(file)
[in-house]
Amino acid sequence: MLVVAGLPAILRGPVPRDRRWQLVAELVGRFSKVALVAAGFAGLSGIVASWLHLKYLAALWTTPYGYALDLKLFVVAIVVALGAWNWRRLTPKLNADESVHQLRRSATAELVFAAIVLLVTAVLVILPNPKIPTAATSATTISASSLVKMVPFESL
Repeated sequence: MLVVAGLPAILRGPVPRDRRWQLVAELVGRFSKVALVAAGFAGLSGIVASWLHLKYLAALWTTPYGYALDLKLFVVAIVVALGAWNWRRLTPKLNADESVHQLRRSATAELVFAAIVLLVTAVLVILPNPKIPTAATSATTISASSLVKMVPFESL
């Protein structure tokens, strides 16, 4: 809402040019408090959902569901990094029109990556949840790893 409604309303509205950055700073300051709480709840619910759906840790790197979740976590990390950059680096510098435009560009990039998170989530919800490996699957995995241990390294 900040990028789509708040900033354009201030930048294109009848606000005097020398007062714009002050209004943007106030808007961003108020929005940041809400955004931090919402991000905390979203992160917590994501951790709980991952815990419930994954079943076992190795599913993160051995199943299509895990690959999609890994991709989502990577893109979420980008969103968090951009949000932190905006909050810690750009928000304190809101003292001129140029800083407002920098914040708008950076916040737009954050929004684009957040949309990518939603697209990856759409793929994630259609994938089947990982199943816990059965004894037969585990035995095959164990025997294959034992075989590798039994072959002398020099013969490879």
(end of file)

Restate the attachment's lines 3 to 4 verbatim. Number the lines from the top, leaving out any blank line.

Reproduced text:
Repeated sequence: MLVVAGLPAILRGPVPRDRRWQLVAELVGRFSKVALVAAGFAGLSGIVASWLHLKYLAALWTTPYGYALDLKLFVVAIVVALGAWNWRRLTPKLNADESVHQLRRSATAELVFAAIVLLVTAVLVILPNPKIPTAATSATTISASSLVKMVPFESL
């Protein structure tokens, strides 16, 4: 809402040019408090959902569901990094029109990556949840790893 409604309303509205950055700073300051709480709840619910759906840790790197979740976590990390950059680096510098435009560009990039998170989530919800490996699957995995241990390294 900040990028789509708040900033354009201030930048294109009848606000005097020398007062714009002050209004943007106030808007961003108020929005940041809400955004931090919402991000905390979203992160917590994501951790709980991952815990419930994954079943076992190795599913993160051995199943299509895990690959999609890994991709989502990577893109979420980008969103968090951009949000932190905006909050810690750009928000304190809101003292001129140029800083407002920098914040708008950076916040737009954050929004684009957040949309990518939603697209990856759409793929994630259609994938089947990982199943816990059965004894037969585990035995095959164990025997294959034992075989590798039994072959002398020099013969490879």